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NATO Identifies Soldiers Killed In Afghan Combat As U.S. Special Operations Forces


More than 2,400 U.S. service personnel have died in Afghanistan since the U.S.-led invasion in 2001 to topple the Taliban.

The NATO Resolute Support mission in Afghanistan has identified two military personnel killed in the country as members of the U.S. Army’s Special Operations Command, also known as the Green Berets.

The military on August 22 identified the two killed in action a day earlier as Master Sergeant Luis F. Deleon-Figueroa, 31, and Master Sergeant Jose J. Gonzalez, 35.

Officials said the two died as a result of small-arms fire in northern Faryab Province.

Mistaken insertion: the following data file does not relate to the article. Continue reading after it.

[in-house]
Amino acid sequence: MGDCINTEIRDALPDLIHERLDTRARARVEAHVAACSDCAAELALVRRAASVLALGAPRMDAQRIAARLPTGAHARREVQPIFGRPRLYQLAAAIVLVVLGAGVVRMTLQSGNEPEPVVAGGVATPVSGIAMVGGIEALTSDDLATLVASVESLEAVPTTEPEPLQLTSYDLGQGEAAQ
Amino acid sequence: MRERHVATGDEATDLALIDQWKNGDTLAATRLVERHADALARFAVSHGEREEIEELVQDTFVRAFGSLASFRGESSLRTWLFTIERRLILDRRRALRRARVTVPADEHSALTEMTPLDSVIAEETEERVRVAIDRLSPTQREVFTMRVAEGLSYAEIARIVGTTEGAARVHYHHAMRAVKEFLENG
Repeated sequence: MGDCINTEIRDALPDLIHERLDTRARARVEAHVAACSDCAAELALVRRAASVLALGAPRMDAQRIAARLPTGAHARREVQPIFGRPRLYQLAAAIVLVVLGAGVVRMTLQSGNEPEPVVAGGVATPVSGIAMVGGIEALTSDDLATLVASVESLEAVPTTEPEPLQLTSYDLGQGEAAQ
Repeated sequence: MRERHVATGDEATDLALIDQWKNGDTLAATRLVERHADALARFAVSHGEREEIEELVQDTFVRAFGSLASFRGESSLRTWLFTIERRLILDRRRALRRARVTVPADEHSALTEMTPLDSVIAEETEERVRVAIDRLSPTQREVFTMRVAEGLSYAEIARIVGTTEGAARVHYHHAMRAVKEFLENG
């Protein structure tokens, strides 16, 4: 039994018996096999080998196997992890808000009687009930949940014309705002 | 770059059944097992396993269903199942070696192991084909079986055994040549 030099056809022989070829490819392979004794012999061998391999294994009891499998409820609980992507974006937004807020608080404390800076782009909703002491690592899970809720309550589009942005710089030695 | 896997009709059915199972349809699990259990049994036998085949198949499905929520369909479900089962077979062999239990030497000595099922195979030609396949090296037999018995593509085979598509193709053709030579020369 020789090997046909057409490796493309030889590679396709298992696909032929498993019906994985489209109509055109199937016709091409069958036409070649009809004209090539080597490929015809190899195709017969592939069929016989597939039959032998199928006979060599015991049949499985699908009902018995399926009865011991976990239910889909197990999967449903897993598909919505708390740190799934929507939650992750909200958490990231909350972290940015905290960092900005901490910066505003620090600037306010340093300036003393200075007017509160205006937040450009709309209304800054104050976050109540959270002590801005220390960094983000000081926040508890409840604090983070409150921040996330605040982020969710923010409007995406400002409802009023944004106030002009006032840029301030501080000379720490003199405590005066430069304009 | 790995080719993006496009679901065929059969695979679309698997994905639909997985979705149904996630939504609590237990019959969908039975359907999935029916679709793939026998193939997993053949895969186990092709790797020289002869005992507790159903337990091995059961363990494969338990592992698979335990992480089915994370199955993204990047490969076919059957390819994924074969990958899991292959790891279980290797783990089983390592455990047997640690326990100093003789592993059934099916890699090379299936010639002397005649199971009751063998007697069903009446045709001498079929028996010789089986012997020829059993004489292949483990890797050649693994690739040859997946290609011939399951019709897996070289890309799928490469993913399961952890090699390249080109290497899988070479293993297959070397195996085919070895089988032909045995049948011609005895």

Deleon-Figueroa served in the army for more than 13 years and became a Green Beret in 2014. He was deployed twice to Afghanistan.

Gonzalez was posthumously promoted to the master-sergeant rank.

U.S. and Taliban negotiators are meeting in Qatar in a new round of talks with the goal of ending the nearly 18-year Afghan war.

The United States formally ended its Afghan combat mission in 2014, but about 14,000 U.S. troops remain in the country, mainly training and advising government forces battling the Taliban, an affiliate of the Islamic State extremist group, and other militants.

More than 2,400 U.S. service personnel have died in Afghanistan since the U.S.-led invasion in 2001 to topple the Taliban.

Based on reporting by AFP, Reuters, and AP
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